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Champions and innovators
10/11/2018 12:59:25 PM

Zero-waste events gain momentum in Oxford County


Three days of food, 13,000 people and only one bag garbage.

Ingersoll’s Canterbury Festival generated a single bag of garbage in its first year as a waste-free event. This year, it was less than half a bag of garbage going to the landfill.

Almost seems impossible, given a single household often generates a bag of garbage each week, but organizers of the annual folk festival are champions at hosting a zero waste event.

image dishwashing at canterbury festival

“It is very clear, it’s an idea that is spreading. An idea that is taking quantum leaps forward,” says Future Oxford Environmental Pillar Chair Bryan Smith. “It’s aspirational as they say in marketing – it’s really seen as desirable.”

Holding a zero waste event is a simple way to demonstrate your commitment to the community. By hosting a zero waste event, you are providing a valuable service to your participants, and you are reducing the dependence on landfills.

Canterbury’s success has also helped other community groups strive to achieve similar results. This year, Sweaburg and District Lions Club eliminated garbage cans at its annual fish fry, where about 600 people were served using reusable dishes. Using resources from Transition to Less Waste and Future Oxford Zero Waste Planning Guide, the fish fry created no waste.

The Lions Club recently shared its experience at Canada’s Outdoor Farm Show, which also demonstrated a commitment to working towards zero waste. From designated bins for cardboard and product packaging, to having clear recycling bags at each garbage station, Smith said they saw “a significant reduction in garbage,” at the show that typically sees about 40,000 guests.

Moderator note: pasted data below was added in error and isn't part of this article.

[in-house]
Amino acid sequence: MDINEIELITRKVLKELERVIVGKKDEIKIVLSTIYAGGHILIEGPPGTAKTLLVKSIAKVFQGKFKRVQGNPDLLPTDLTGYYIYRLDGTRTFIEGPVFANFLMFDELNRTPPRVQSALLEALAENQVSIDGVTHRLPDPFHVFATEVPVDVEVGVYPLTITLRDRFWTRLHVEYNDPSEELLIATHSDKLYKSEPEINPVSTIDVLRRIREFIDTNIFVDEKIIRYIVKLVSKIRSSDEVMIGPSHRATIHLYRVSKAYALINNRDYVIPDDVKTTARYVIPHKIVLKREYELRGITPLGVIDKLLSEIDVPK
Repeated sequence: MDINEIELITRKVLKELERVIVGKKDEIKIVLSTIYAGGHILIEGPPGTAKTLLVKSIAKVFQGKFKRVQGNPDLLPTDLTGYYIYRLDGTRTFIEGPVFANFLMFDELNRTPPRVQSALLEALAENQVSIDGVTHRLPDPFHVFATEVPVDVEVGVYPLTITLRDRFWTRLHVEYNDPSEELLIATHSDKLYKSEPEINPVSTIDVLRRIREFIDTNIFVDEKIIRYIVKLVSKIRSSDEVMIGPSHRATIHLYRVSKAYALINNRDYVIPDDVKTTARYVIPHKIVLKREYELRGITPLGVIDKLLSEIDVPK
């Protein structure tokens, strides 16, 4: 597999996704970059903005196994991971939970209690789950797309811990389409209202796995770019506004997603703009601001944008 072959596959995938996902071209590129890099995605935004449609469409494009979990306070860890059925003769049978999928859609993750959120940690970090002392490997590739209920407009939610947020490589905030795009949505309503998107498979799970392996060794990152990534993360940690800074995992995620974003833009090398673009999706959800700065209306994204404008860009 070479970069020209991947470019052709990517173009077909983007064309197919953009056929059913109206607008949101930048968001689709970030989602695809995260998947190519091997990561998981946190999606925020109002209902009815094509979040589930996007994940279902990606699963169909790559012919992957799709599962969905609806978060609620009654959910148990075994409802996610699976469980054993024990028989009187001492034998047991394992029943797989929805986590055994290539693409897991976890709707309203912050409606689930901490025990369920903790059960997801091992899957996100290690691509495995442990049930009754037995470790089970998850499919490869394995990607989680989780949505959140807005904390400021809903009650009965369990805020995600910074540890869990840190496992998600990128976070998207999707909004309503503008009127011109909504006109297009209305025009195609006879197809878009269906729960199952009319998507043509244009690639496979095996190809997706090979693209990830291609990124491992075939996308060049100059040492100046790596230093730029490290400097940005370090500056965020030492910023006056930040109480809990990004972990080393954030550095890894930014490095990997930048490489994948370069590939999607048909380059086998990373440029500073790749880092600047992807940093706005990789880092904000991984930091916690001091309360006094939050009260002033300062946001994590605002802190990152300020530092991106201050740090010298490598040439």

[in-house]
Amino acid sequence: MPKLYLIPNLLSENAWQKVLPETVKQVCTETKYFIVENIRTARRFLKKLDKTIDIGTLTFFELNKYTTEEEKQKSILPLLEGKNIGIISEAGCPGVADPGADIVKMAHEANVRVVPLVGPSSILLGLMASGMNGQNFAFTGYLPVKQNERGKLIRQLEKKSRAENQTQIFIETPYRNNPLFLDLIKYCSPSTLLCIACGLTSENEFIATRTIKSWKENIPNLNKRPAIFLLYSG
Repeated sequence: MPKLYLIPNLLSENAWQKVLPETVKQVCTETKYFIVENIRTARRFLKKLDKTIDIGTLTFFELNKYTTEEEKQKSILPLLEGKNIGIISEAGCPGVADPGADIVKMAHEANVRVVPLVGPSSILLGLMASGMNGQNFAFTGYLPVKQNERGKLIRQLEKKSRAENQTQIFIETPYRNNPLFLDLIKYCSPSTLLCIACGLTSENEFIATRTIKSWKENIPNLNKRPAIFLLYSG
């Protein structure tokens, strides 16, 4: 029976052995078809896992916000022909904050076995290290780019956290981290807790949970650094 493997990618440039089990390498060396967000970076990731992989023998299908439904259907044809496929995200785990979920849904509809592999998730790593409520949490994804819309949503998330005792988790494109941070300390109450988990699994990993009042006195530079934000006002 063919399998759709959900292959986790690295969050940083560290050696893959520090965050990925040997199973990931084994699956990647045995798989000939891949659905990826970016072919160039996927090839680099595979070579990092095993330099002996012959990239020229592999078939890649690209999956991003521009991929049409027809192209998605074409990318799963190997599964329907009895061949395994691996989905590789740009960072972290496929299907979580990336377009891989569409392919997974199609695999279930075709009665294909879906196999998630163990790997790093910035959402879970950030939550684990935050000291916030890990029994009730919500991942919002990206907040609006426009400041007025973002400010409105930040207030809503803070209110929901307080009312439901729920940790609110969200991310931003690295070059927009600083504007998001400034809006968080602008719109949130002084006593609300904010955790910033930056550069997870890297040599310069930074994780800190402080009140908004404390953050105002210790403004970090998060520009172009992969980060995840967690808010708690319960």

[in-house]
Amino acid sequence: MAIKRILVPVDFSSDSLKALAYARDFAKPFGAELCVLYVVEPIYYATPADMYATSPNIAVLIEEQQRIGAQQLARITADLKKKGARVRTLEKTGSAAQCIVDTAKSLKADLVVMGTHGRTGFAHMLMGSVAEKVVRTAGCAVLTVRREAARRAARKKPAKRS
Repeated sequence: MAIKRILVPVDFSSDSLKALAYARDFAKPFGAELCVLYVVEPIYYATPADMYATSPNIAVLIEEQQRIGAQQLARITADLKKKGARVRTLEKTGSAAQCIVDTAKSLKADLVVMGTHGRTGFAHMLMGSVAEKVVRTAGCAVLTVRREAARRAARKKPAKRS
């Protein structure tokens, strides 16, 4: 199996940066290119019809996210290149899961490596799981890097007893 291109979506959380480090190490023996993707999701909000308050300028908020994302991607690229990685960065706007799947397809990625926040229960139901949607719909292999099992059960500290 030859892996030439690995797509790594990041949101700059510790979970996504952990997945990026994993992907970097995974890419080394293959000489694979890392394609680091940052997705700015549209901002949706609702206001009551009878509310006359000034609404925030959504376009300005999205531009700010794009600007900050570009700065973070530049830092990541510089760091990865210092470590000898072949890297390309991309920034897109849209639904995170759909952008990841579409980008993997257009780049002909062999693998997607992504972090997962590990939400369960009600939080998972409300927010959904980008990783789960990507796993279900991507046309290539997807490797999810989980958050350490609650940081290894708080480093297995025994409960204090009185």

“It’s just amazing how you can scale it up or scale it down and adapt it to another circumstance,” says Smith, adding organizers of the Highland Games in Embro are also interested in going waste-free.

Zero waste events aren’t for everybody, so be prepared to encounter some unenthusiastic guests who may not understand your waste separation system, or why you are doing things this way. Have a few simple statements prepared for staff and volunteers to explain why this is important and why everyone should participate.

Just imagine how easy it would be to turn your child’s next birthday party or your friend’s baby shower into a garbage-free event. Be innovative and use recycled material as a fun element to a kids’ party. Or replace plastic stir sticks with Popsicle sticks, which can be washed and later used for crafting with your kids. They are also compostable.

If we all make a commitment to go green one small party at a time, we will make a difference in our Future Oxford.

Be a champion!  Download the Zero Waste Planning Guide.

cover image of zero waste guide

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